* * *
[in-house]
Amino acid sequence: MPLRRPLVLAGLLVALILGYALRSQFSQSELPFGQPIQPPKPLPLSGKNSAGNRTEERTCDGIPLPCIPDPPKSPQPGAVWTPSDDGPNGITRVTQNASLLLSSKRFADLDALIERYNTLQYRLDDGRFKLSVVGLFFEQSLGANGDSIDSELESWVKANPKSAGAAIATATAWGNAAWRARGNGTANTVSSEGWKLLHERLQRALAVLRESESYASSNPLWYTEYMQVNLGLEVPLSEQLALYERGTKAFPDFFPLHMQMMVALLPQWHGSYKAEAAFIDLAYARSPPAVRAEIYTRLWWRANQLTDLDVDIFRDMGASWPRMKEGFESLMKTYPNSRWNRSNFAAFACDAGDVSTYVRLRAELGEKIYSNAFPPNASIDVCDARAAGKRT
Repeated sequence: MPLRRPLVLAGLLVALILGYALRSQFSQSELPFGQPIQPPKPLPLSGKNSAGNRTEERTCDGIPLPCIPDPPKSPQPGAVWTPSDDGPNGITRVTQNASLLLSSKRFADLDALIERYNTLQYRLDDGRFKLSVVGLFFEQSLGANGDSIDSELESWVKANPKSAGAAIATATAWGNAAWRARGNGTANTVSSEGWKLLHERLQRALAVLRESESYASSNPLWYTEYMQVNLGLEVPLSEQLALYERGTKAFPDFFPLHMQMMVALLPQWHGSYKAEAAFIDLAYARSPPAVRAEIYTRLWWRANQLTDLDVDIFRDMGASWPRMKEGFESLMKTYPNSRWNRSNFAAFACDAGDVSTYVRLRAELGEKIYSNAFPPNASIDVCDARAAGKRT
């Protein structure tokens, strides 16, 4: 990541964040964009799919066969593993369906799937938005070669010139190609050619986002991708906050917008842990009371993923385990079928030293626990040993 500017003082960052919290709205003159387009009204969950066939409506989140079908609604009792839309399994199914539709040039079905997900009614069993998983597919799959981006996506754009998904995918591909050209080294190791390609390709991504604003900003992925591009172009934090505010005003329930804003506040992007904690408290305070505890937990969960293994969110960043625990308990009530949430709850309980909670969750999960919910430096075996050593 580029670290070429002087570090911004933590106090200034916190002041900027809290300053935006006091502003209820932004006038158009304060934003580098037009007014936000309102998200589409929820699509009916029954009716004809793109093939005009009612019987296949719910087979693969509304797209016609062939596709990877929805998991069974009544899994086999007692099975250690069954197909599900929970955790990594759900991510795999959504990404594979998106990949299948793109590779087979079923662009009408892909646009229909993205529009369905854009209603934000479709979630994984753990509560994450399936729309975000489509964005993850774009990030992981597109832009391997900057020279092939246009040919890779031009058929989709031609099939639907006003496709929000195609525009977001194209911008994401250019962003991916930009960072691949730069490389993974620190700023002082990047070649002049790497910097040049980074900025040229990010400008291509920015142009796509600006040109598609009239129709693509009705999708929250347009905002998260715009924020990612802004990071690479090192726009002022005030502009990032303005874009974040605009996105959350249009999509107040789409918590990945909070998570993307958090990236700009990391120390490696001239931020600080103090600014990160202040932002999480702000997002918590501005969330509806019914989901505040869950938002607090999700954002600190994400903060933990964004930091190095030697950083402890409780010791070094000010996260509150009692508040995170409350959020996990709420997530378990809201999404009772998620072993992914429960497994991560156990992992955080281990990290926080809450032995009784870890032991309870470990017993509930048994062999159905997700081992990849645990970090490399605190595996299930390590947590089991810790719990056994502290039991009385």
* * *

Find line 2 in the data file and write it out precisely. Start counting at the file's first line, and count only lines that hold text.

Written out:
Amino acid sequence: MPLRRPLVLAGLLVALILGYALRSQFSQSELPFGQPIQPPKPLPLSGKNSAGNRTEERTCDGIPLPCIPDPPKSPQPGAVWTPSDDGPNGITRVTQNASLLLSSKRFADLDALIERYNTLQYRLDDGRFKLSVVGLFFEQSLGANGDSIDSELESWVKANPKSAGAAIATATAWGNAAWRARGNGTANTVSSEGWKLLHERLQRALAVLRESESYASSNPLWYTEYMQVNLGLEVPLSEQLALYERGTKAFPDFFPLHMQMMVALLPQWHGSYKAEAAFIDLAYARSPPAVRAEIYTRLWWRANQLTDLDVDIFRDMGASWPRMKEGFESLMKTYPNSRWNRSNFAAFACDAGDVSTYVRLRAELGEKIYSNAFPPNASIDVCDARAAGKRT